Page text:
Fernando Kaname Westphal
Doctorate – Private and collective corporate political action towards innovation: antecedents and impacts assessment through a business simulation
Advisor: Prof. Dr. Paulo Roberto Feldmann
Comission: rofs. Drs. Renata Giovinazzo Spers, Rafael Ricardo Jacomossi e Marco Antônio Silva
Class: 217, FEA-5
Corporate political actions are based on interactions between companies and governments and are studied from different perspectives, among them, the assessment of internal and external conditions that explain the political decisions of the companies, known as antecedents of the political behavior. The study of the political actions towards innovation was motivated by the regulatory scenario of the Brazilian public policies of Science Technology and Innovation - ST&I, in particular, the regulation of the interactions between companies and governments. Thus, the objective was to analyze the effects of the firm's communication and antecedents on individual and collective corporate political actions, and its impacts on the private research and development investment. The literature review was built on previous studies of the antecedents of political actions, on the discussion of collective actions involving public goods and on the determinants of R&D investments. The literature on linear economic experiments with public goods and business games and simulation provided the methodological outline that allowed the adaptation and use of the BSS - Business Strategy Simulation (Mrtvi, 2012) as a research environment for conducting the quasi-experiment. The research was classified as quantitative and explanatory, and was conducted with 72 undergraduates of a business school at a public university. Participants of the business game decided over 11 rounds, totaling 575 valid observations. The panel data were analyzed using regressions models with fixed effects and instrumental variables. From an institutional perspective the results showed that even in the face of uncertainty and the problem of collective action, firm inefficiency, scarcity of resources and communication were important antecedents of individual and collective political action. The scenario in which these decisions were made had the following characteristics: a) relational political approach (increased frequency of interactions) that allowed access to the political market regardless of firm size; b) oligopolistic competition in which companies benefit from product differentiation, and c) absence of restrictions on R&D investments (free cash flow and property rights). Although the results suggest a rent-seeking behavior and firm inefficiency, there was an addionality effect between corporate political actions and private investments in R&D, that is, corporate political investments did not crowd-out R&D investments. The purpose of this thesis is to contribute to a better understanding of the political actions of the firms considering multiple decision alternatives (individual and collective) with implications for the design of public policies for innovation regarding the political behavior of firms in situations of imperfect markets. It is suggested, for future research, the development of models that incorporate the performance of political actions as well as the investigation of non-linear models in determining the private investments in R&D.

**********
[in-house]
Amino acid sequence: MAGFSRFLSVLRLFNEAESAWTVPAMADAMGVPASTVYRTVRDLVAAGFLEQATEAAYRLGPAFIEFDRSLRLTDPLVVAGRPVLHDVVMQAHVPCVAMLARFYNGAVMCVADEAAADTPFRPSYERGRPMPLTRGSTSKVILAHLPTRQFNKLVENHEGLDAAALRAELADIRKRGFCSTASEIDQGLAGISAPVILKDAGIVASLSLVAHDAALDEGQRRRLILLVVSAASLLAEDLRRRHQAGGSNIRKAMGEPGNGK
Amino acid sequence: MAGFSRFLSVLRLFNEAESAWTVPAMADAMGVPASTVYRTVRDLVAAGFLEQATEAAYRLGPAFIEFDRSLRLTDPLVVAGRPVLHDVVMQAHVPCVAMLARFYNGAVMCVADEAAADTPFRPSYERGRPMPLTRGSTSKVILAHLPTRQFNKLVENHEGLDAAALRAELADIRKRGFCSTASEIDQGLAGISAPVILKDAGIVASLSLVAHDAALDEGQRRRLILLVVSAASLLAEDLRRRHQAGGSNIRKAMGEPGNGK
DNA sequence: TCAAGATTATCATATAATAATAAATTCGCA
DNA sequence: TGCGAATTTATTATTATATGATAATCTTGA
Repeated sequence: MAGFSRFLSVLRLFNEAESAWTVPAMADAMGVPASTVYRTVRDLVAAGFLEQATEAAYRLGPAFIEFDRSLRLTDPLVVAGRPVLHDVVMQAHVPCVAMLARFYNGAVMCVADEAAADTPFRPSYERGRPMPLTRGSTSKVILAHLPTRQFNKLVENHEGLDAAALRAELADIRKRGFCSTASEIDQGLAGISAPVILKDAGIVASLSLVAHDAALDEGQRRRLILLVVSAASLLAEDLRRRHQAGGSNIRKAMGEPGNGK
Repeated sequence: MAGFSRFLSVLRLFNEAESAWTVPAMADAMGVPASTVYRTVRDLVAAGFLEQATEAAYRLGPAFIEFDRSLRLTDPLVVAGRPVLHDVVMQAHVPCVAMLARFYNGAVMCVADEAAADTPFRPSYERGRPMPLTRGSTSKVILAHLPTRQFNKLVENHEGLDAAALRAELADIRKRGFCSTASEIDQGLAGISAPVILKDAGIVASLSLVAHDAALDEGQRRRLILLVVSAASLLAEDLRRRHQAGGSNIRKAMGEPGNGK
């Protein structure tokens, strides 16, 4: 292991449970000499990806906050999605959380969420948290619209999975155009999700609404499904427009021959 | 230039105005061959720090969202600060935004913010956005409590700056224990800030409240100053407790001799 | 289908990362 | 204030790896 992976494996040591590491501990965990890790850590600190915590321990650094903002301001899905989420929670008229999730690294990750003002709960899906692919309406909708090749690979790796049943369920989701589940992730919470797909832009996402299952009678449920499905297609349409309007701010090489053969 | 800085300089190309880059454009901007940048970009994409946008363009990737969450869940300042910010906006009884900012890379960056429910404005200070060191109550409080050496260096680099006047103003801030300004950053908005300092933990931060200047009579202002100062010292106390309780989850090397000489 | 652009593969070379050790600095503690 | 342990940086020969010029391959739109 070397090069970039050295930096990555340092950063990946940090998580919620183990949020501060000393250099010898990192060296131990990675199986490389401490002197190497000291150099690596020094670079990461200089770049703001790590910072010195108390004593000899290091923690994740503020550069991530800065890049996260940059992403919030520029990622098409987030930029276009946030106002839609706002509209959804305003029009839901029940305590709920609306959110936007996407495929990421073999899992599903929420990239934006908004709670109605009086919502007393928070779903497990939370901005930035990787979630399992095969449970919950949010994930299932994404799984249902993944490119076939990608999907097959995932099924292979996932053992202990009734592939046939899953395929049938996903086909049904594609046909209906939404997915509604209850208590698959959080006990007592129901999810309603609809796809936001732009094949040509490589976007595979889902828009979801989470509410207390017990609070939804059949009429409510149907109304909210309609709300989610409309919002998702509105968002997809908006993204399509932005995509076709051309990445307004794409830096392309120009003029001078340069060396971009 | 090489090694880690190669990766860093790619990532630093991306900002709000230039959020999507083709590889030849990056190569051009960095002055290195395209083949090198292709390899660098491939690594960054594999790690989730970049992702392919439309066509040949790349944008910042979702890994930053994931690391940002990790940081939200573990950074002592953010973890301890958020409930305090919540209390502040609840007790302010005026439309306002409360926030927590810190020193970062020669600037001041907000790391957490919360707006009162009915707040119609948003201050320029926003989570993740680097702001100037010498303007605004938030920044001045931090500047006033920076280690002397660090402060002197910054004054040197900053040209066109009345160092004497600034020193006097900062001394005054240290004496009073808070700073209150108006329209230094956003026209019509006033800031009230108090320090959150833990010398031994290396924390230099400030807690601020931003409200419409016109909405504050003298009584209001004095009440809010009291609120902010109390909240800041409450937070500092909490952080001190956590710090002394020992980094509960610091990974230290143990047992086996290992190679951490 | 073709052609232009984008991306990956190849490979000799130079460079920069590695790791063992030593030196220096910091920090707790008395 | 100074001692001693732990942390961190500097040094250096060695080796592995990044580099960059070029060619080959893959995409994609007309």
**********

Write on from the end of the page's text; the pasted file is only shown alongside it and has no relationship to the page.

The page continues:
*Abstract provided by the author